Sadly, I've also heard mothers talk about breastfeeding as if they were doing jail time. They talk about breastfeeding for only the "prescribed" amount of time, counting down the days until they can wean the baby cold turkey. This is not only an example of anti Continuum Concept breastfeeding, but it is unhealthy for mother and baby.

By contrast, treating breastfeeding as part of everyday family life is in line with Continuum Concept Principles. It is more of a family focused approach, rather than being child-centered. Babies want to be welcomed into family and societal life, not be separated from it and relegated to special "baby times".

Nursing can happen on cue, infused throughout the day. I am often asked in media interviews and pediatrician appointments how often I nurse. This becomes a creative improvisational exercise as I struggle to guess. Honestly, I have absolutely no idea. Why should I?

I also don't have any idea how long my child will nurse before weaning. I know that there is a biological weaning age range of between 2 and 7 years, and I know that the worldwide average age of weaning is over 4 years old, so I figure it will fall somewhere in there.

I plan a lot of parenting events and meetings and one thing that always strikes me as odd is when parents say they can't come to something because it is during "nap time". I don't find it odd because I think they are odd or bad parents. I find it odd because I don't think that way, at least not anymore. I don't have a designated time when I cease all other activities and put the baby to sleep, requiring silence throughout the house. Sure, if I'm home I'll put the baby to sleep when he shows signs of being tired at roughly the same time everyday, but often he just falls asleep in the sling.

I would never not do something just because it is around nap time. When my daughter Bekah was a baby she came to work with me at my busy paint-your-own pottery store. The busier the store was, the better she slept. She loved to be amongst the sounds of activity in the store.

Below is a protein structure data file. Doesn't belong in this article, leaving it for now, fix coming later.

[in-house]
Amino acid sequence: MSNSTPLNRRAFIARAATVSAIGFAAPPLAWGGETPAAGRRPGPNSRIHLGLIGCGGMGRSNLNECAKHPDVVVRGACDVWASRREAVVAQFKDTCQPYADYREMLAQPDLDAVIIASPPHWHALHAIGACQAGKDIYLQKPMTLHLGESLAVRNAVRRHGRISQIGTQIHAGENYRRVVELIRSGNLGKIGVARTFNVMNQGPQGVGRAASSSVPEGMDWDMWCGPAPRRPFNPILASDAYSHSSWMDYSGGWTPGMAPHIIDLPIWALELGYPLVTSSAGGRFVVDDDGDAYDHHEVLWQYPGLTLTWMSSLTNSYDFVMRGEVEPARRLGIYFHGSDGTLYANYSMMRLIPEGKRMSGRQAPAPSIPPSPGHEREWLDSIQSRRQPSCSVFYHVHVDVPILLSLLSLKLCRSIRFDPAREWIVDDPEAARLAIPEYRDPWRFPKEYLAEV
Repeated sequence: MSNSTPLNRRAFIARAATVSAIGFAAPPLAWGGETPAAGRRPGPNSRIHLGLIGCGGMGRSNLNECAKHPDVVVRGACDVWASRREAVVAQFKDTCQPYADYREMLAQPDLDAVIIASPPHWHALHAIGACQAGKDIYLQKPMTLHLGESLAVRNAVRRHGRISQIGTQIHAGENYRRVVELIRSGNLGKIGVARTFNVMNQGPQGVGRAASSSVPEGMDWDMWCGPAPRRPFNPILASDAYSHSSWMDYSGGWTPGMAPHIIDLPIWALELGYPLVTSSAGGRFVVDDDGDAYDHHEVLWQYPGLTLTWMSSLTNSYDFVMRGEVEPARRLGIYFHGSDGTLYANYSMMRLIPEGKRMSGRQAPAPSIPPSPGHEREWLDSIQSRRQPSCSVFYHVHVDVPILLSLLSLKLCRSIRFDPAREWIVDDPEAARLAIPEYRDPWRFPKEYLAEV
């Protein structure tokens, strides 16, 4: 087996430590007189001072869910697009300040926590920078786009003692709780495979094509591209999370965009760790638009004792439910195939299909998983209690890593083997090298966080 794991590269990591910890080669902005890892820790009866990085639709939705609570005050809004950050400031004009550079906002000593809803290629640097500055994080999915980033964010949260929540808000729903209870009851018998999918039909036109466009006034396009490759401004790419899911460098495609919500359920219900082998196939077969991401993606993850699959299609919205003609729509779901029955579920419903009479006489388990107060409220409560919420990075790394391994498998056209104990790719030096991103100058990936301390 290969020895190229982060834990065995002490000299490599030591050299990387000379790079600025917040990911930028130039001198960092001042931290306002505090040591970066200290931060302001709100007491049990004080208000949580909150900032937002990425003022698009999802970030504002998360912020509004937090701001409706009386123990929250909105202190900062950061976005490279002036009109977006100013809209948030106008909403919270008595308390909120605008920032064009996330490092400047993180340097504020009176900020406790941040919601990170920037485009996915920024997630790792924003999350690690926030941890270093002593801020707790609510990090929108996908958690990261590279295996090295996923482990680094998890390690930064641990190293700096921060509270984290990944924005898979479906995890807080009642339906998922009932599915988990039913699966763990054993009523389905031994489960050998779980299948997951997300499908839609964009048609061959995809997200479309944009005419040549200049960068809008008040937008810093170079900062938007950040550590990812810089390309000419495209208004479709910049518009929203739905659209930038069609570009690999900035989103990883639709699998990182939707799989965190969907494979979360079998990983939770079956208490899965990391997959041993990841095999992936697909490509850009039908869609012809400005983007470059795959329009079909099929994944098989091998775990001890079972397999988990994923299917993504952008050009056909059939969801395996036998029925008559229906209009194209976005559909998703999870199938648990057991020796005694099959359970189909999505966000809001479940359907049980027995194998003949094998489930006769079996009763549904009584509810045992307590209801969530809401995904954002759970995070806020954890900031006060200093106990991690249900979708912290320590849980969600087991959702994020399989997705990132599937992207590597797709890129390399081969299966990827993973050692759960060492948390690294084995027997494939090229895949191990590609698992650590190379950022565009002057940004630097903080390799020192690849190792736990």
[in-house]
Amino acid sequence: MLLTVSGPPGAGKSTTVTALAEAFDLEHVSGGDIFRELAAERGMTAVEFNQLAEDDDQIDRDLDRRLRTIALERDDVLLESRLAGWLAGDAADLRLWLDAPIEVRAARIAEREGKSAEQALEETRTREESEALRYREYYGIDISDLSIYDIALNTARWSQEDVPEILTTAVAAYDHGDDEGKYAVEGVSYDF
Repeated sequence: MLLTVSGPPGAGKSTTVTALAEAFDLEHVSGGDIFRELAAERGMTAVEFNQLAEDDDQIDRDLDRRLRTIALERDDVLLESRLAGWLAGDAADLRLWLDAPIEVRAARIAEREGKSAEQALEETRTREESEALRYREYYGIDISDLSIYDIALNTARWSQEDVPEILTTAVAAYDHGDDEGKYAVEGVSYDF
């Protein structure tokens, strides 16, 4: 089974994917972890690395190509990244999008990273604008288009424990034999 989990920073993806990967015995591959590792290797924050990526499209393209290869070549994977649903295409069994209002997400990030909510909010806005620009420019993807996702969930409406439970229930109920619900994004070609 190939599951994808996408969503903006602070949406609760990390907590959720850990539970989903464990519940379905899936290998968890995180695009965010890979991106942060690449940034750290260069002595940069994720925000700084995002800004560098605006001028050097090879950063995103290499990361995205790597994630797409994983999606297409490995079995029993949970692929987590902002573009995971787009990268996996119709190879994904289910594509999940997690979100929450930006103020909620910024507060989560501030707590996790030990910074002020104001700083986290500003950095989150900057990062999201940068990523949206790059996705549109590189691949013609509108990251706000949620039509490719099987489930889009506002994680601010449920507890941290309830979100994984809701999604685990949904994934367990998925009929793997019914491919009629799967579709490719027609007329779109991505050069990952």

I also practice Elimination Communication (EC), which is often misunderstood as being overly-attentive. EC involves responding to signs (squirming, fussing, gas, etc) that your baby needs to pee or poop by holding him or her over a toilet or potty. Many people think that this will involve hyper attentiveness and that caregivers will need to quit their jobs to stand ever vigilant day and night by their little bundle of joy. In reality, EC is no more difficult than noticing when your child is hungry or sleepy.

The nonprofit EC support organization, DiaperFreeBaby, lists being "family focused" amongst the many benefits of EC. Being family focused means that it follows the interests and needs of the entire family and is integrated into family life rather than making it a separate child-centered event.

When EC turns into "early potty training" instead, it can become child-centered. This happens when it is viewed as behavioral, something your child does to please you or to get a reward. It happens when there are set expectations on when a child will be potty trained, and the goal is early potty training. It also happens when it is done at only prescribed times, or "practice" sessions (which is different from part-time practice only at certain times, for example, only on weekends) instead of looking for cues.

EC more in line with AP and Continuum Concept parenting would be practiced without the goal of toilet independence at an early age in mind, with pottying on cue, and with the entire practice treated matter-of-factly. This article that I wrote for Infant Pottying Today sums up how I feel about practicing EC.

One of the most vocal critics of EC over the years has been Dr. T. Berry Brazelton, though he actually supports EC when done in the gentle, respectful way that groups like DiaperFreeBaby advocate. His toilet training method, which came about to counteract the punitive methods of earlier in the 20th century, is touted as being "child-centered".

So, basically, EC and other AP or Continuum Concept practices are criticized for both being too child-centered and not child-centered enough. How can that be? I think it just all boils down to a lack of understanding, both by observers making assumptions about AP practices and sometimes by parents as they struggle to apply AP concepts in a culture that's not always supportive.

This blog will focus a lot on the concept of being child-centered versus family focused. I find that is one of the most difficult aspects of Continuum Concept parenting in a modern culture to understand, and even harder to apply.